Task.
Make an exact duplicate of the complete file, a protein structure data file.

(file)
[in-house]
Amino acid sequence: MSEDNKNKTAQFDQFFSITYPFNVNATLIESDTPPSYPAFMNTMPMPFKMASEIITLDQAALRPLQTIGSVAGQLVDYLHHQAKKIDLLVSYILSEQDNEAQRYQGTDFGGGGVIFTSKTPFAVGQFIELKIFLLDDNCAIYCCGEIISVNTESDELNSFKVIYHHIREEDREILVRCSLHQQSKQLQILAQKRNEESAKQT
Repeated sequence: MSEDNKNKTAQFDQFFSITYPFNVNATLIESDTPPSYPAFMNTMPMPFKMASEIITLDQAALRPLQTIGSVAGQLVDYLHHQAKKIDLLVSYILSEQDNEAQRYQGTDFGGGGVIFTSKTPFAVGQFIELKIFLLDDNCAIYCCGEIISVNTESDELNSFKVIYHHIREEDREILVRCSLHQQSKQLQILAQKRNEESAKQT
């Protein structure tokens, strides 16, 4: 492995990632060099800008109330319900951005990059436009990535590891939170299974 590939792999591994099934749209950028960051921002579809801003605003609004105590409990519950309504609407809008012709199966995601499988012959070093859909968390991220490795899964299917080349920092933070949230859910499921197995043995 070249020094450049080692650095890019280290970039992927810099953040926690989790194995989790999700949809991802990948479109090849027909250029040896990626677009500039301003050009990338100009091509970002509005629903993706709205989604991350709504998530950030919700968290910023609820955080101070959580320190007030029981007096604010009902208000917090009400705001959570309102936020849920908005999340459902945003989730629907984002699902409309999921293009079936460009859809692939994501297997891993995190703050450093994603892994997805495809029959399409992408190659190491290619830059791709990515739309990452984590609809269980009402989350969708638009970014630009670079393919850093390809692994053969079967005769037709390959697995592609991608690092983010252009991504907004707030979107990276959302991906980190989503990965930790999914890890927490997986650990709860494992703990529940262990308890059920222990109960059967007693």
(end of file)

[in-house]
Amino acid sequence: MSEDNKNKTAQFDQFFSITYPFNVNATLIESDTPPSYPAFMNTMPMPFKMASEIITLDQAALRPLQTIGSVAGQLVDYLHHQAKKIDLLVSYILSEQDNEAQRYQGTDFGGGGVIFTSKTPFAVGQFIELKIFLLDDNCAIYCCGEIISVNTESDELNSFKVIYHHIREEDREILVRCSLHQQSKQLQILAQKRNEESAKQT
Repeated sequence: MSEDNKNKTAQFDQFFSITYPFNVNATLIESDTPPSYPAFMNTMPMPFKMASEIITLDQAALRPLQTIGSVAGQLVDYLHHQAKKIDLLVSYILSEQDNEAQRYQGTDFGGGGVIFTSKTPFAVGQFIELKIFLLDDNCAIYCCGEIISVNTESDELNSFKVIYHHIREEDREILVRCSLHQQSKQLQILAQKRNEESAKQT
């Protein structure tokens, strides 16, 4: 492995990632060099800008109330319900951005990059436009990535590891939170299974 590939792999591994099934749209950028960051921002579809801003605003609004105590409990519950309504609407809008012709199966995601499988012959070093859909968390991220490795899964299917080349920092933070949230859910499921197995043995 070249020094450049080692650095890019280290970039992927810099953040926690989790194995989790999700949809991802990948479109090849027909250029040896990626677009500039301003050009990338100009091509970002509005629903993706709205989604991350709504998530950030919700968290910023609820955080101070959580320190007030029981007096604010009902208000917090009400705001959570309102936020849920908005999340459902945003989730629907984002699902409309999921293009079936460009859809692939994501297997891993995190703050450093994603892994997805495809029959399409992408190659190491290619830059791709990515739309990452984590609809269980009402989350969708638009970014630009670079393919850093390809692994053969079967005769037709390959697995592609991608690092983010252009991504907004707030979107990276959302991906980190989503990965930790999914890890927490997986650990709860494992703990529940262990308890059920222990109960059967007693």